Counties take on the lion’s share of establishing and enforcing child support orders and collecting the $1.6 billion in owed money. As of the end of September, they have been operating without $24 million in federal funds.
In a Jan. 10 overview of child support programs to the House Civil Law Committee, Wayland Campbell, director of the Department of Human Services Child Support Enforcement Division, said the programs receive 66 percent of their funding from the federal government. The $24 million came from incentives funneled annually to help counties offset costs and was above the regular funding.
Administered by the state, it’s the counties that deliver the services. “They’re the ones that are suffering,” Campbell said. “We haven’t been able to make up that difference for the counties because we are suffering a severe budget issue ourselves.”
Child support laws and regulations fall under the jurisdiction of the committee. Rep. Steve Drazkowski (R-Mazeppa) asked if there are efforts to mitigate that financial loss by redesigning the program, or if it’s just another unfunded mandate for counties.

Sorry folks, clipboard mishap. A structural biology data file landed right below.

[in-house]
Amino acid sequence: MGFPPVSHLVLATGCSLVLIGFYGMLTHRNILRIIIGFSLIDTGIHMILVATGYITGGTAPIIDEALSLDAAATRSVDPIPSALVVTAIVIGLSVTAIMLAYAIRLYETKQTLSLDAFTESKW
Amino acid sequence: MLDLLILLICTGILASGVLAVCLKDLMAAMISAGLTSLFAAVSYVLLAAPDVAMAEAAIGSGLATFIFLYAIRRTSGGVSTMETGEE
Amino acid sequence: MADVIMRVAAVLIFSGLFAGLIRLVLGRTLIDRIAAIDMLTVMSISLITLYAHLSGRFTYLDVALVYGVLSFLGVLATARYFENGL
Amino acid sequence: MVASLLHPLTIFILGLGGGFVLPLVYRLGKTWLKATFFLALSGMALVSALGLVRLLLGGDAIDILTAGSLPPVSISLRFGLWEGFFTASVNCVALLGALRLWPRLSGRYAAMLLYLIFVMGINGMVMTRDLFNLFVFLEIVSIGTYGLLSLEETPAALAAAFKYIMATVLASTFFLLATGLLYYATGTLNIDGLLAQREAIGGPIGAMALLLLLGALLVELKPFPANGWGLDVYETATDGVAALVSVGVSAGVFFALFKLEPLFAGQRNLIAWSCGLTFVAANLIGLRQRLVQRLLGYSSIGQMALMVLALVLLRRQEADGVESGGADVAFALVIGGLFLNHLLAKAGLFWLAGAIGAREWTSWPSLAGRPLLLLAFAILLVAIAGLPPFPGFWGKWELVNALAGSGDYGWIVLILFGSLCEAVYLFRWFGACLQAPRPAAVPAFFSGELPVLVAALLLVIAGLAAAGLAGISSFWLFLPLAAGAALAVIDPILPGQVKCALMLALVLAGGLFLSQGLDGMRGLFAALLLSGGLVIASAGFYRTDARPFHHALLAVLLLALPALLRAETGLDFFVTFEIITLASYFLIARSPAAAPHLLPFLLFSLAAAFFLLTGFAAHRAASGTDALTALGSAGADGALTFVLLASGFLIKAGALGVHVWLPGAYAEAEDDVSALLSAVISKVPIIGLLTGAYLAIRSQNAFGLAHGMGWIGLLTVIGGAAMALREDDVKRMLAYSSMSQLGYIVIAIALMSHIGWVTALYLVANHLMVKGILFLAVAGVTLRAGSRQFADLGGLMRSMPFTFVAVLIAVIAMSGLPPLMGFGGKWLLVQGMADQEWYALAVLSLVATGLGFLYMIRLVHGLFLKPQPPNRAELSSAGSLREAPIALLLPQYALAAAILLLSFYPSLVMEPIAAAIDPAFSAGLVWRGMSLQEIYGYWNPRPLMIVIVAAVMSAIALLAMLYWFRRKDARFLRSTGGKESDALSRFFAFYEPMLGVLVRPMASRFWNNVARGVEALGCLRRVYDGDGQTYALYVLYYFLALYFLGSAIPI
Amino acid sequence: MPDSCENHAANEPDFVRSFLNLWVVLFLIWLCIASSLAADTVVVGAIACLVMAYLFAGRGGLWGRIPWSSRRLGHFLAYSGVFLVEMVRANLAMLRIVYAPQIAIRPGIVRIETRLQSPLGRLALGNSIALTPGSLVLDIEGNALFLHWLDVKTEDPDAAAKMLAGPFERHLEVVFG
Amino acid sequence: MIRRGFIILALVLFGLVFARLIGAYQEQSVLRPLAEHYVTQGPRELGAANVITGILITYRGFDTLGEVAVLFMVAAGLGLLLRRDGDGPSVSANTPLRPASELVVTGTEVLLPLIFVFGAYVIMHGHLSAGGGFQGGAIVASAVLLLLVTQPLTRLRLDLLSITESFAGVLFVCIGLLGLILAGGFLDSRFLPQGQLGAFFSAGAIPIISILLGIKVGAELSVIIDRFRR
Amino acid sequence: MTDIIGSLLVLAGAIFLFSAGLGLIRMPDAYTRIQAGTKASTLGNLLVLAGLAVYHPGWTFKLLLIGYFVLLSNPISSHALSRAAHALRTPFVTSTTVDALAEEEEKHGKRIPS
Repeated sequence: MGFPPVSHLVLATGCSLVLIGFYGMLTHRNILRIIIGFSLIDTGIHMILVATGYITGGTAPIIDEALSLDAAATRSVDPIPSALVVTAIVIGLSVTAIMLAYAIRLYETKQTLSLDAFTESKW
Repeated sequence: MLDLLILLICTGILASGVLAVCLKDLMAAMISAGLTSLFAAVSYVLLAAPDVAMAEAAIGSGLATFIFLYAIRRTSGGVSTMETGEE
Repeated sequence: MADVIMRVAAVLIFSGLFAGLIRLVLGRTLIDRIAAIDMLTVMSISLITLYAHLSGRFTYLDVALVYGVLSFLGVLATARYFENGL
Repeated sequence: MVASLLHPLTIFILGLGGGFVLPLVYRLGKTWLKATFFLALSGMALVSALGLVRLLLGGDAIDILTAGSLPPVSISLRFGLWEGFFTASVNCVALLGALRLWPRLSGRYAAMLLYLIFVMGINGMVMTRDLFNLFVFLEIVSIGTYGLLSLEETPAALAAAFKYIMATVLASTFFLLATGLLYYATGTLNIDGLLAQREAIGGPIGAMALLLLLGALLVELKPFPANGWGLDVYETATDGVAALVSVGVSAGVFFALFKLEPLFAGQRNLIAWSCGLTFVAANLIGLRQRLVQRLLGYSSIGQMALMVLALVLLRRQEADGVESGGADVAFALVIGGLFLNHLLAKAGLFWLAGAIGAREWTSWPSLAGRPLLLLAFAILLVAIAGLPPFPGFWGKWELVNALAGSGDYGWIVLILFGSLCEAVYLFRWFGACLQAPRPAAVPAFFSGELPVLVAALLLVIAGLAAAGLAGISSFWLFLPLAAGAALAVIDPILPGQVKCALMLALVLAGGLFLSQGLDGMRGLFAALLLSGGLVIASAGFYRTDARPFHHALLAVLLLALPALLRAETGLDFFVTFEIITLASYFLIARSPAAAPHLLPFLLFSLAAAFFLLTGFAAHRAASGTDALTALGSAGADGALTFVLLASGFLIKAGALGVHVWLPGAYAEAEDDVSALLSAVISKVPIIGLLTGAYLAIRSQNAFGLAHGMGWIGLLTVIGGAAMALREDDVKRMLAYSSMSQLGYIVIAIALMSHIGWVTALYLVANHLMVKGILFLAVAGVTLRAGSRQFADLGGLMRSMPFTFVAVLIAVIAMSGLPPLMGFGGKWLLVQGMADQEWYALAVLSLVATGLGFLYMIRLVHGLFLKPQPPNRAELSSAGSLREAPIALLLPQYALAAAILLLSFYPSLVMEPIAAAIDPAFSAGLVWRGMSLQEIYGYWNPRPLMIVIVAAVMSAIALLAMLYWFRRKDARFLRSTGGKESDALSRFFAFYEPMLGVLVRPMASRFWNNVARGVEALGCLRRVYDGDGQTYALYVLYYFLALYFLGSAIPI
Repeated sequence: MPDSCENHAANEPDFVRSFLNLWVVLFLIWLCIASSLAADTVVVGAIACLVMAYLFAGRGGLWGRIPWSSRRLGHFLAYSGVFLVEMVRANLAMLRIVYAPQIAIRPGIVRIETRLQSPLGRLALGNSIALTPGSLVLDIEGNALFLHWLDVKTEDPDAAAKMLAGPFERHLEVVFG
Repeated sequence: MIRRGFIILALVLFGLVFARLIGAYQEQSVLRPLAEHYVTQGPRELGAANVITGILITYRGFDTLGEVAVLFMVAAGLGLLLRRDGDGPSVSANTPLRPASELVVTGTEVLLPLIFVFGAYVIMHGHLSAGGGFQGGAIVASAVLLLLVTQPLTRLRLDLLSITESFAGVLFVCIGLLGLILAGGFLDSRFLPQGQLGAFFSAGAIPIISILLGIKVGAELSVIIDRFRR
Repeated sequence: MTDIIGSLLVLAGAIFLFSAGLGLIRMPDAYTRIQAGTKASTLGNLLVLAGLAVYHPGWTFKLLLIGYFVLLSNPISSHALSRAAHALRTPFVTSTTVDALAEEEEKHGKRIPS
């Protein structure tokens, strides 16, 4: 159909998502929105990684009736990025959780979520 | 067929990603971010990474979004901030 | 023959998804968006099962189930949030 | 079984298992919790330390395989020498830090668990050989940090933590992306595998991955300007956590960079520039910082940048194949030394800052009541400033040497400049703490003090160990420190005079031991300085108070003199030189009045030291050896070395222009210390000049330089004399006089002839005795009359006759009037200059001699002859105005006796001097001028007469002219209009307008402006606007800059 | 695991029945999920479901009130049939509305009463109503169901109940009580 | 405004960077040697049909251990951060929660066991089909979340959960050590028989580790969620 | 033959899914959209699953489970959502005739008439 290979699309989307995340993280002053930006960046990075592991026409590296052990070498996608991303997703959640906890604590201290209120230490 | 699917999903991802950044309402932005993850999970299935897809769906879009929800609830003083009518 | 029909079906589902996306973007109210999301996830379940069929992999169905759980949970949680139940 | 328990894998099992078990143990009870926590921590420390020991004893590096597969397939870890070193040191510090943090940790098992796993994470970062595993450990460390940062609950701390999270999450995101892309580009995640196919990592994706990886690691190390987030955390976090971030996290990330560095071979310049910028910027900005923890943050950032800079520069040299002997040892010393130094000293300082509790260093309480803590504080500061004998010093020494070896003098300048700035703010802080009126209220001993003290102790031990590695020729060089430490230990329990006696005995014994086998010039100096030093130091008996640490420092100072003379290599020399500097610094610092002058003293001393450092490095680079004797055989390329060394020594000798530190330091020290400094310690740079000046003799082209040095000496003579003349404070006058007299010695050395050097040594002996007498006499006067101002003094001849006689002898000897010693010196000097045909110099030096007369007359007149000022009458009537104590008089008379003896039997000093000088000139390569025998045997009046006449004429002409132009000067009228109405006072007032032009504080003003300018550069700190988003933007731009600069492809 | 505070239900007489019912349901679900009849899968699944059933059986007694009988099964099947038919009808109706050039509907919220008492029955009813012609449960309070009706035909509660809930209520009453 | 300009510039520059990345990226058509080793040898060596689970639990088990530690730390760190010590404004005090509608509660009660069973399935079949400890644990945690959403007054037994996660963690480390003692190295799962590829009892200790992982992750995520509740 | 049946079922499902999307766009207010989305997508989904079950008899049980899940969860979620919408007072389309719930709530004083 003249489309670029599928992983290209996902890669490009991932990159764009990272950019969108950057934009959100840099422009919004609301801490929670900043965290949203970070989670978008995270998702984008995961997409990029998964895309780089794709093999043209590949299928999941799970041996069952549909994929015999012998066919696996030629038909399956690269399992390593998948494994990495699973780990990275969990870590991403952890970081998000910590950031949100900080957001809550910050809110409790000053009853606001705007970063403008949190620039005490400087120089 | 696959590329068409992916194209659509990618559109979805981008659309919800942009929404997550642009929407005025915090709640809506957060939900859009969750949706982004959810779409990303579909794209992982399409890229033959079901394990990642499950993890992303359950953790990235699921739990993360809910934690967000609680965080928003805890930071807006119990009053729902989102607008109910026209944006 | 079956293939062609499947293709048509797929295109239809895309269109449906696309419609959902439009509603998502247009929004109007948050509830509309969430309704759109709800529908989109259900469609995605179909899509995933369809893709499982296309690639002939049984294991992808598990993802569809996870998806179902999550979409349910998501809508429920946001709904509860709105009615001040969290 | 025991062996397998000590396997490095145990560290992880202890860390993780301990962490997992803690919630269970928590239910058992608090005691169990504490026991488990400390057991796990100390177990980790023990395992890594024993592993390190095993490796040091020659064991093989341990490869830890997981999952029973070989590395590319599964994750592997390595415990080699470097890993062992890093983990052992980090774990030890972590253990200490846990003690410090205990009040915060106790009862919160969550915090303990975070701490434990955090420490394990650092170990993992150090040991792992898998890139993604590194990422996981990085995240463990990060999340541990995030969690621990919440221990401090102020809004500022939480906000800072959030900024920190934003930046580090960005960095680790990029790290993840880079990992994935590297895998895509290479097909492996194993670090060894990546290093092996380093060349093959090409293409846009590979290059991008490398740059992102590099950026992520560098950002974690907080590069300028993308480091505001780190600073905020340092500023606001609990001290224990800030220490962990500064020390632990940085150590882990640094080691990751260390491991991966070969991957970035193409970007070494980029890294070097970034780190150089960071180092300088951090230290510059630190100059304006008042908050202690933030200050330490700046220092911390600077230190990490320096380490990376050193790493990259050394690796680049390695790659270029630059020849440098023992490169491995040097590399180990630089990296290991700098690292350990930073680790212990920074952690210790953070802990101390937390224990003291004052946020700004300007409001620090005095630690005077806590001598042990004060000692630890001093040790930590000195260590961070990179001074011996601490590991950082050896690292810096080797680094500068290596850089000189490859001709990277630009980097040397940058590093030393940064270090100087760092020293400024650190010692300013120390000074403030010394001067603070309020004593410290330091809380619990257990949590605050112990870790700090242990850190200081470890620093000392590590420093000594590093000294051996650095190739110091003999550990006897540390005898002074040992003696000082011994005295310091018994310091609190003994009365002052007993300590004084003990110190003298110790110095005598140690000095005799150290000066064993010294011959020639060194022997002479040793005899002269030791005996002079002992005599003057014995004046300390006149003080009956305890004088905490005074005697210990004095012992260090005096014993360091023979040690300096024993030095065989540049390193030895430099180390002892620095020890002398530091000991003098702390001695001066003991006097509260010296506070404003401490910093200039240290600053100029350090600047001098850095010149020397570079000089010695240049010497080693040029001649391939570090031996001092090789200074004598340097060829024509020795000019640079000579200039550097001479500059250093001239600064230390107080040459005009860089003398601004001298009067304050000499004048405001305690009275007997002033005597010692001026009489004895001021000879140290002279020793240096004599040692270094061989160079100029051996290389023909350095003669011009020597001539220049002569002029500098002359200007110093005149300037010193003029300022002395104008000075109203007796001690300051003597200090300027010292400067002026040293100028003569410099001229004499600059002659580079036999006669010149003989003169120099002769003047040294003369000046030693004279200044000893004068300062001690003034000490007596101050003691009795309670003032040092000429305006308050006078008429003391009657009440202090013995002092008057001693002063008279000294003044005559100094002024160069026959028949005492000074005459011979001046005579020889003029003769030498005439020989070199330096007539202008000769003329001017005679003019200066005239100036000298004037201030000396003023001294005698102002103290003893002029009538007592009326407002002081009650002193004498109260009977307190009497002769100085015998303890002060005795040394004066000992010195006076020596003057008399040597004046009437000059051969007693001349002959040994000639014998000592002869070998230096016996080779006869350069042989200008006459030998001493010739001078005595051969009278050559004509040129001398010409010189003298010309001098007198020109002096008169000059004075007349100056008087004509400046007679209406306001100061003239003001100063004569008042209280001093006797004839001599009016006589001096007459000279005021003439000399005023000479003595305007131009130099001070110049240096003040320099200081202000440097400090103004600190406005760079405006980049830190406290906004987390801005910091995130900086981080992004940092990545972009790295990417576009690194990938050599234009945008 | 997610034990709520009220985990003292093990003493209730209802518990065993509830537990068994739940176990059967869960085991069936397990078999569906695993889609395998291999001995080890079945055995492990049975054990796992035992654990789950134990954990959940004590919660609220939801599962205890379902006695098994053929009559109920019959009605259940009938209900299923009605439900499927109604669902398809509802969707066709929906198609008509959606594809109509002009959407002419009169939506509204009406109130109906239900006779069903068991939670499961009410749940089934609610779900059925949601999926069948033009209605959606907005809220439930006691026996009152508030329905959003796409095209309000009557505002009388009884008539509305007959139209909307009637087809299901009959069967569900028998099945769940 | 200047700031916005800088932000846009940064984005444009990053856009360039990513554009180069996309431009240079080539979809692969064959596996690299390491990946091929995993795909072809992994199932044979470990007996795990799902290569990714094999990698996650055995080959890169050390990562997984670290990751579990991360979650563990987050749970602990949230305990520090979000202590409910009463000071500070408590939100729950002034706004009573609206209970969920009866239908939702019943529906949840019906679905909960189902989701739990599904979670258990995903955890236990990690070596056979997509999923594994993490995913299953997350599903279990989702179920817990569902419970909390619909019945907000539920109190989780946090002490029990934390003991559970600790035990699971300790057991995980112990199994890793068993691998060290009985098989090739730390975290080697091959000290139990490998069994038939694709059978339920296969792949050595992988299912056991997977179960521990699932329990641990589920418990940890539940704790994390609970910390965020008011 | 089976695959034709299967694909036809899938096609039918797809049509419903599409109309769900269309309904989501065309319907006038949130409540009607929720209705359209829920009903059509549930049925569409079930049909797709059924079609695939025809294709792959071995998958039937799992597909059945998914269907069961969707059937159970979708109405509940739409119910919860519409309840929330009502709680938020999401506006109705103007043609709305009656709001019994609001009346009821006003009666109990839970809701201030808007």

“We are working with a committee of interested parties to see if we can reach agreement on the state providing more governance of the program, but allow it to operate under the current state-county relationship,” Campbell said.
Drazkowski questioned the federal caveat making the publicly funded child support allocation and collection services available to all income brackets. “If indeed a state did institute some eligibility guidelines … would this help us reduce the cost of the program?”
Campbell said he has a “strong disagreement” with members who think the state can institute guidelines. “I think this is directly prohibited by federal law.”
No action was taken.
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